Short Articles: Brief, focused articles that are shared on an organization’s internal network or via email to highlight key topics, showcase case studies, or answer team questions.
Mini-Video Lessons: Short, 1-2 minute videos that provide an applied tip or insight about the topic participants learned about previously through self-study or a workshop. Can be shared via email, on internal networks, or at team meetings.
Team Meeting Refreshers: These quick exercises are a good way to offer a refresher of select points covered previously in a self-study or workshop-based program. A brief discussion follows about the key takeaways, bringing back a refresher of course content as well.
Qard Deck: A great tech tool that reinforces learning, featuring customized content that is mobile-friendly. This tool is great as a job aid -- for example, it can include a short checklist of “how-to” steps, downloads of supplemental resources, or a 2-3 minute video that extends learning objectives.
Quizzes and Games: Another easy way to engage team members in recalling and reinforcing self-study or workshop content. Offering prizes to top-scoring teams or team members is another way to incentivize and encourage active recall of material included in courses. Can be offered via email, closed groups on social media, the organization’s internal networks, or a stand-alone app.
Group Mentoring: Small group mentoring that serves as a “check-in” for progress or challenges members are experiencing with implementing their individual plans/activities in support of their goals.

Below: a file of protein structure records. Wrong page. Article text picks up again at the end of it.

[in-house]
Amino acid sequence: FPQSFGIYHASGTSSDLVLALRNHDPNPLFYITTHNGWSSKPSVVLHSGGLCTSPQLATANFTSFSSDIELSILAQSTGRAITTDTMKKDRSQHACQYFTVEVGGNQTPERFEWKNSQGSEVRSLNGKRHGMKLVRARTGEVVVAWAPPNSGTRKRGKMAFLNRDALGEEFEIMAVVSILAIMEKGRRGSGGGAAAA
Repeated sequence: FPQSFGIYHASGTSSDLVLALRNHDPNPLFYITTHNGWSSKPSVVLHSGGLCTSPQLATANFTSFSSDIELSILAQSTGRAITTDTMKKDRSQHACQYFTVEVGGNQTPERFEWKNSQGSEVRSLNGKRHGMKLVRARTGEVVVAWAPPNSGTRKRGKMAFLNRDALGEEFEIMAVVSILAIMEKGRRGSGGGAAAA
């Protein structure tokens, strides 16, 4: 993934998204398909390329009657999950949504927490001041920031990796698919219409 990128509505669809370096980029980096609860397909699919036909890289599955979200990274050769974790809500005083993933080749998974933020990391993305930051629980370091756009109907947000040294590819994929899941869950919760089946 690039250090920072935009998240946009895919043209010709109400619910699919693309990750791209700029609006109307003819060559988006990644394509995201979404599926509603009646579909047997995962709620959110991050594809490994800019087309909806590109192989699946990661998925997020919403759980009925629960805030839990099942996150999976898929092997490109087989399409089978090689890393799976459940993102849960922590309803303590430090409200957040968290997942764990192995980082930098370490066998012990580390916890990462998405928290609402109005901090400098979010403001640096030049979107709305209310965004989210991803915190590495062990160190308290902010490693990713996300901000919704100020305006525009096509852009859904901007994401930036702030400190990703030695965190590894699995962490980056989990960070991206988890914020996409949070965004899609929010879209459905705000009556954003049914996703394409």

EdApp: App-based, these game-type micro-lessons build on what’s covered in workshops or self-study programs. Reporting is available so you can see who’s completed micro-lessons among your team members. Micro-lessons can be accessed anywhere and at any time. We recently used EdApp for micro-lessons that supplemented learning at a workshop we delivered for the GrowU Festival hosted by the Alliance and Six Seconds.
Finally, coaching can complement these tools. Read more about coaching and what it can contribute to learning and growth in this Forbes article, How Does Coaching Actually Help Leaders?”
Small group coaching programs include a combination of both individual and team-based skill-building. We find they’re popular among organizations who want to foster leadership practices as well as functional skills like emotional intelligence.
In addition, individual coaching provides a more personalized level of support and reflection that can cause shifts in behavior as well as great self-awareness among leaders.
Try using the checklist of eight “snackable” items above when you’re building a plan for achieving what you want to accomplish next, professionally and on an organizational level. There are many free resources available online that you can draw from -- the key is having a plan and then using it. And when you have a plan for reinforcing and continuing to use what you’ve learned, you’re better able to make progress on the goal that’s before you.
Can we help with building and sustaining the skills you or your team need to advance professionally? Reach out to Beth Offenbacker, PhD, CPCC, ACC, at email@example.com or via phone or text at 703-623-4811 to discuss if ou